I like Matt’s observation here that the simple combination of a barebones data format like HTML delivered over HTTP is a good-enough low-level API for joining up all kinds of internet-connected things.
In the last 60 years, the biggest software platform for interop and integration – for new products, services, businesses, and value creation – has not been Android, or iOS, or Windows, or the PDP-11. The biggest and best platform has been the web.
One implication is that successful products are not necessarily those with seamless, beautiful, tightly-controlled “experiences”, but rather the ones that are capable of talking to each other.
Small things, loosely joined.
Just like in the Borges short story, you can now see everything at once …from Project Gutenberg, or from Twitter, or from both.
This may be the only legitimate use case for (truly) infinite scrolling.
Beautiful thoughtful work from the BERGians.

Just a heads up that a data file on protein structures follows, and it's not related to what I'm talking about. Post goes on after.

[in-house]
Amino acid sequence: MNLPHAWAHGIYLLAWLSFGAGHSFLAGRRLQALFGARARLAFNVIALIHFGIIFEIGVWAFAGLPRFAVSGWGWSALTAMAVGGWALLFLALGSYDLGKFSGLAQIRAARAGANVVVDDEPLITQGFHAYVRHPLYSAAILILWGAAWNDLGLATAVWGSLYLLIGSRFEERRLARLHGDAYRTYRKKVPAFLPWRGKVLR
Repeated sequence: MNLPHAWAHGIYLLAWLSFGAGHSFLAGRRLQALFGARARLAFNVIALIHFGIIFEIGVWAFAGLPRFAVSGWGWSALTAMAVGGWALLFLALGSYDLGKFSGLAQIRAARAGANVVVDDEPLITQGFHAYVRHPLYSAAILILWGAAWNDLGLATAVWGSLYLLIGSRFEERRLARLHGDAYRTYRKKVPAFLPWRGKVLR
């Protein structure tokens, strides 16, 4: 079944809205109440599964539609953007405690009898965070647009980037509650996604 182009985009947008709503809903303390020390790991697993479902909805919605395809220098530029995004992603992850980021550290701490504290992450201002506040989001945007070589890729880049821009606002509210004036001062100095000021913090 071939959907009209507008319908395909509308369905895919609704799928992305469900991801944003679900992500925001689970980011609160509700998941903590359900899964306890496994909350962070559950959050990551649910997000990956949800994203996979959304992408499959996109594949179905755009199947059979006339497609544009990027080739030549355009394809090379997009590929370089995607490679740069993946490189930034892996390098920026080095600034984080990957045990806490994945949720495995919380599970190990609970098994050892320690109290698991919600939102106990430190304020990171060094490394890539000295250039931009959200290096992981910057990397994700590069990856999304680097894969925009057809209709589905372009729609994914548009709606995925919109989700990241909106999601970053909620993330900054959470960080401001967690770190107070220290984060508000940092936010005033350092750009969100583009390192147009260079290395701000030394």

Dan makes a very good point about Little Printer: it’s not the “printer” part that matters; it’s the “little”.
A lovely piece from Matt examining agency and behaviour in the things we surround ourselves with: frying pans, houseplants, pets, and robots.
These are the droids you are looking for.
This evolution of Tom Taylor’s microprinter looks like it’s going to be absolutely wonderful (and packed full of personality). Watch this space.
A nice project from BERG that aligns numbers from your own world (like the number of people you follow on Twitter) to numbers in the larger world.
This is an excellent use of the Kindle as an undemanding screen. Really lovely!
Those lovely BERG chaps profiled in the New York Times.
This comic is the result of a collaboration between Warren Ellis and BERG. It must, therefore, be splendid. I’ve ordered mine.
New from BERG: superimposing historical events onto familiar landscapes.
Matt Jones on sociality, data, radio and time.
In praise of Gutenberg's contribution to typography.
Help keep your culture error-free by proof-reading small pieces of literature from Project Gutenberg.
Camille Seaman's stunning pictures of icebergs and clouds make me feel small and insignificant. But in a good way.
The classic Kurt Vonnegut short story Harrison Bergeron has been turned into a film. I hope it doesn't suck.
"£5000 in £10 and £20 notes were individually dropped around the streets of London with a removable sticker." Clever.